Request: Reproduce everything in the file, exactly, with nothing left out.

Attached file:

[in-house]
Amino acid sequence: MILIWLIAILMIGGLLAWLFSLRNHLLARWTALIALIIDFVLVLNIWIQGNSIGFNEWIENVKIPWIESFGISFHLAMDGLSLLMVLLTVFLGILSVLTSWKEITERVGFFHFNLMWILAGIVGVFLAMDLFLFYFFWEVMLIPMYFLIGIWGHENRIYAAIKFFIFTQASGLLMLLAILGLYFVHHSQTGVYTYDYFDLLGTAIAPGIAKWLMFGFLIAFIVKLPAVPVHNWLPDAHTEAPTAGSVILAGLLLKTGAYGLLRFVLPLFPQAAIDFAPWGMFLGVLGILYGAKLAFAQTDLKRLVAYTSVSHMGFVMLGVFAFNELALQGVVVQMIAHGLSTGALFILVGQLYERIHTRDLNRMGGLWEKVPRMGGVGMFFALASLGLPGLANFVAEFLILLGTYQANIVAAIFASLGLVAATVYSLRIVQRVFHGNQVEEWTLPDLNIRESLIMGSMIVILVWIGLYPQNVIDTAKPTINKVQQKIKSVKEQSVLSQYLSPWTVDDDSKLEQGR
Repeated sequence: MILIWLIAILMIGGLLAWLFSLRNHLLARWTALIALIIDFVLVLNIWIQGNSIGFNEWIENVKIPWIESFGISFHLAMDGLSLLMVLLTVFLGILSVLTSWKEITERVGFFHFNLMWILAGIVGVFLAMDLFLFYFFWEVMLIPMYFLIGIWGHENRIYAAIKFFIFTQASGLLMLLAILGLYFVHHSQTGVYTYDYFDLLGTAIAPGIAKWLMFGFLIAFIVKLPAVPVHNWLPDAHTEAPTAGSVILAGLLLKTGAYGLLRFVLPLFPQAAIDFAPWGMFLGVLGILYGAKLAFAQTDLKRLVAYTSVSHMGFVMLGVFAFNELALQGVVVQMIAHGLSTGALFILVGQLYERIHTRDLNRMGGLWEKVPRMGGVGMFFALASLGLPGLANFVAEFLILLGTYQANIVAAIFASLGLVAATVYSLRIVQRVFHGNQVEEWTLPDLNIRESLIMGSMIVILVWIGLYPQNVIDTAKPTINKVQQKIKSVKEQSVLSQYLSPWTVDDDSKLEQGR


[in-house]
Amino acid sequence: MILIWLIAILMIGGLLAWLFSLRNHLLARWTALIALIIDFVLVLNIWIQGNSIGFNEWIENVKIPWIESFGISFHLAMDGLSLLMVLLTVFLGILSVLTSWKEITERVGFFHFNLMWILAGIVGVFLAMDLFLFYFFWEVMLIPMYFLIGIWGHENRIYAAIKFFIFTQASGLLMLLAILGLYFVHHSQTGVYTYDYFDLLGTAIAPGIAKWLMFGFLIAFIVKLPAVPVHNWLPDAHTEAPTAGSVILAGLLLKTGAYGLLRFVLPLFPQAAIDFAPWGMFLGVLGILYGAKLAFAQTDLKRLVAYTSVSHMGFVMLGVFAFNELALQGVVVQMIAHGLSTGALFILVGQLYERIHTRDLNRMGGLWEKVPRMGGVGMFFALASLGLPGLANFVAEFLILLGTYQANIVAAIFASLGLVAATVYSLRIVQRVFHGNQVEEWTLPDLNIRESLIMGSMIVILVWIGLYPQNVIDTAKPTINKVQQKIKSVKEQSVLSQYLSPWTVDDDSKLEQGR
Repeated sequence: MILIWLIAILMIGGLLAWLFSLRNHLLARWTALIALIIDFVLVLNIWIQGNSIGFNEWIENVKIPWIESFGISFHLAMDGLSLLMVLLTVFLGILSVLTSWKEITERVGFFHFNLMWILAGIVGVFLAMDLFLFYFFWEVMLIPMYFLIGIWGHENRIYAAIKFFIFTQASGLLMLLAILGLYFVHHSQTGVYTYDYFDLLGTAIAPGIAKWLMFGFLIAFIVKLPAVPVHNWLPDAHTEAPTAGSVILAGLLLKTGAYGLLRFVLPLFPQAAIDFAPWGMFLGVLGILYGAKLAFAQTDLKRLVAYTSVSHMGFVMLGVFAFNELALQGVVVQMIAHGLSTGALFILVGQLYERIHTRDLNRMGGLWEKVPRMGGVGMFFALASLGLPGLANFVAEFLILLGTYQANIVAAIFASLGLVAATVYSLRIVQRVFHGNQVEEWTLPDLNIRESLIMGSMIVILVWIGLYPQNVIDTAKPTINKVQQKIKSVKEQSVLSQYLSPWTVDDDSKLEQGR